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climate justice

climate justice

  • Green Ultra Right Bombers

    So if you are wondering why the long silence since the post last week, well…I am in Durban after all, where things tend to move a little slower than Joburg and about as fast as Cape Town. And it has been busy: the ‘People’s Space’ at University of KwaZulu-Natal (UKZN), mostly at the initiative of Patrick Bond, has taken off and is always buzzing with energy, people and a whole herd of news crews from local and international media. There are activists, socialists, NGO people, more activists and a whole bunch of artists as well, mostly thanks to the Climate Train initiative and the great crew that was on board that long trip around South Africa to Durban.

    The ‘occupy space’ has also been buzzing and you should take a look at the video post from the Ambush Collective who descended upon it and built a wonderful garden for the future. Which brings us neatly to another aspect of the ‘occupy space’ in Durban. It is not your classic people-driven occupy, but rather a city approved space for people to occupy during COP17, which was negotiated with the city by the civil society representatives on the C17. It is in that sense a new kind of occupy, a government approved and temporary allowance for people to express and engage.  While there are so many ideological issues with such a concept, I am trying to be brave and creative enough to let go off those issues and ideas of occupy as we know it from OWS and focus on what has been happening there and maybe, some thinking about what may come of it post COP17. So far, nothing has come of the ‘occupy space’ since the march on Saturday, 3 December 2011 and in the words of my colleague, John Treat, it is now de-funked, which may go some way towards debunking the myth that international NGOs (INGOs) are capable of hijacking the occupy idea. That is something we should all be very grateful for.

    And that is pretty much where I feel we can leave this blog as it seems that my assertion that NGOs and other movements in civil society will try to co-opt and cannibalise the ideals and methods of occupy for their current agendas was in fact prescient – but, I feel that maybe I am being too harsh on the people and processes in SA. And there is good reason to be kinder to our levels of (dis)organisation and the nuances of our political history which make engagements with the SA government a challenge fraught with tensions and high-drama instead of a simple critical intellectual engagement and consensus building on moving forward.

    The how and why we are here mired in this stalemate is the subject of not just another blog but of several issuances from academics to cartoonists, locally and across the know universe. Yet, we as people of this nation and across all sectors seem unwilling to be brave enough to change or are too content with this divided society we are building. Or maybe it is simply that we do not care enough about how we work or fail to. Almost all conversations with locals and visitors alike tend to lead back to the question of leadership and lack thereof among civil society organisations as the key weakness in our ability to engage critically and effectively with government. And I tend to agree, though I still hold that the concept of an apex representative structure for civil society that is recognised by government is not just outmoded but also potentially harmful to the growth of ideas that manifest as ideals and changes to the stark poverty and inequality in SA. But going back to agreeing with the notion that there is a lack of leadership in the sector and what some sober and principled leadership can achieve: for a start it may help with my desire to see a better engagement process than the current hobbled together rigmarole of government doing things, civil society organisations responding negatively to it and inevitably a court process to find a better solution. I find it baffling that, in a country with a globally lauded Constitution and a rich pool of intellectual talent, we are seemingly constantly finding ourselves at loggerheads with each other over things that, at first glance at least, seem pretty obvious or common sense. A good example is the demands around climate secrets by Right2Know and while the demands themselves make for interesting reading, the fact that we must demand these things, seems to me that the ideals of the Freedom Charter are somehow being lost in this transition to a form of capitalist sanctioned democracy we are building… but maybe that is a blog for another day.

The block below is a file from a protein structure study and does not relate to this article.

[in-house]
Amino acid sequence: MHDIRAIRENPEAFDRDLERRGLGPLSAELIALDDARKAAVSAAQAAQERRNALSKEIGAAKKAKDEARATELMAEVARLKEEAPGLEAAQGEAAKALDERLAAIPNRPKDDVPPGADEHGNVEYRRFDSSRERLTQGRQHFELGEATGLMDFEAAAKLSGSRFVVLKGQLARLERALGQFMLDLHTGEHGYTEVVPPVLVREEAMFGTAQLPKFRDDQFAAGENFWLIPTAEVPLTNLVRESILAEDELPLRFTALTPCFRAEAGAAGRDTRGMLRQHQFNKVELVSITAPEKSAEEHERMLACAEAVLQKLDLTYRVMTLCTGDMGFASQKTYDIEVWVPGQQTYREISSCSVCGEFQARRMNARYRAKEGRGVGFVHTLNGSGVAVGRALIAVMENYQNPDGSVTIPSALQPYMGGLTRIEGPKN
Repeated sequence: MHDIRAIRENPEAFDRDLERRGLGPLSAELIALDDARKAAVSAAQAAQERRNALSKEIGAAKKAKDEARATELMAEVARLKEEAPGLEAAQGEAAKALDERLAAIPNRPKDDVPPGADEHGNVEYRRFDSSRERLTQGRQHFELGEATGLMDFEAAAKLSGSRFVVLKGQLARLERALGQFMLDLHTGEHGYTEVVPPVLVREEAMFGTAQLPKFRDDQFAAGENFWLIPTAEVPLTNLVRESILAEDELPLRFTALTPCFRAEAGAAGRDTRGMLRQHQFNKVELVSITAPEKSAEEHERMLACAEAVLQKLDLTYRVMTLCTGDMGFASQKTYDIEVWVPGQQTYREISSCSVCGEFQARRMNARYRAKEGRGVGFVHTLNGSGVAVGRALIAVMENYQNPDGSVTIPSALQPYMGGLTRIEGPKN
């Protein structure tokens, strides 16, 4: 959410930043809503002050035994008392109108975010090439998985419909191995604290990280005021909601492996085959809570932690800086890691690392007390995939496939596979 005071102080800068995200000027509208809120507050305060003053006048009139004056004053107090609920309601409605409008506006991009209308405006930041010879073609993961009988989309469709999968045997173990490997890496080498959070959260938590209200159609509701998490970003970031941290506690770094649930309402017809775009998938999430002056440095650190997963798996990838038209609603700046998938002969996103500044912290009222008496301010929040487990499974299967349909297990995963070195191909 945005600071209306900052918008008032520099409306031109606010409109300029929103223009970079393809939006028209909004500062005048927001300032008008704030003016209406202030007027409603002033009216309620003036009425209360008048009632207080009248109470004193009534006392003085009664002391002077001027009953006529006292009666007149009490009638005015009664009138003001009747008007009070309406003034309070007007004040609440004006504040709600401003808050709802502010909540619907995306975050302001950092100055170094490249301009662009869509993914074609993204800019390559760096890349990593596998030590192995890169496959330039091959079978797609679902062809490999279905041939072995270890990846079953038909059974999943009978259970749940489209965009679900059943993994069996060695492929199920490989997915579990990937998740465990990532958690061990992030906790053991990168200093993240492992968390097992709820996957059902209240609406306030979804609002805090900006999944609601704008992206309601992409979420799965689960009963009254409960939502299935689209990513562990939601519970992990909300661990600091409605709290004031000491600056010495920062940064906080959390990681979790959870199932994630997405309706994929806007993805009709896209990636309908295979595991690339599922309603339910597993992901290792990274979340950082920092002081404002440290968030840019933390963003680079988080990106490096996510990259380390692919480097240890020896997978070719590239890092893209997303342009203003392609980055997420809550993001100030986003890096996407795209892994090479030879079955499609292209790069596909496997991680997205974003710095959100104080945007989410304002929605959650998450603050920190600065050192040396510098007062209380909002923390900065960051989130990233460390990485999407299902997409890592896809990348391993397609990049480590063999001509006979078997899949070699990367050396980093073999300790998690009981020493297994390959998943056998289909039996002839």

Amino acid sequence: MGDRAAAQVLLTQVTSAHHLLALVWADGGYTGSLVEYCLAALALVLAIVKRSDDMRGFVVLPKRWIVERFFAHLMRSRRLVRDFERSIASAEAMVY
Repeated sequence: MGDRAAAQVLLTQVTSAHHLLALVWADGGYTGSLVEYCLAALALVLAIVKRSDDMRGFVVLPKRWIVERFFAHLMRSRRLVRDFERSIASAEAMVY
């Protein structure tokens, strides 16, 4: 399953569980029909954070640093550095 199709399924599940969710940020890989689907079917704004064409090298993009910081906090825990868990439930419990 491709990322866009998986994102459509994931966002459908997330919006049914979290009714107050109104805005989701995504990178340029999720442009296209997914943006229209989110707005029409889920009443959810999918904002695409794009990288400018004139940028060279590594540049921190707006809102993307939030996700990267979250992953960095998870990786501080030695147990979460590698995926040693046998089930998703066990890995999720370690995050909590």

The march on 3 December was a great show of both strength and courage from a range of people and organisations not willing to be boxed into corners by a government that is increasingly moving further right in the way it treats its people. The use of what Rehad Desai calls the “Green Bombers” to intimidate other allegedly anti-government civil society groups was an appalling act of machismo and it is worth reading Rehad’s post about the incident on Facebook.

    I am reminded of the outburst from former President Thabo Mbeki about the ‘ultra-leftists’ and how perceptions of political allegiance and positioning are really just perspectives. Maybe Mbeki did not realise how far right he had moved and thus some people did seem to him to be ultra left. Which is pretty much where we seem to be going with the COP17 process. The current deal period is about to expire in 2012 and with no deal here in Durban, it just means that we will have to deal with what is left, instead of doing what is right.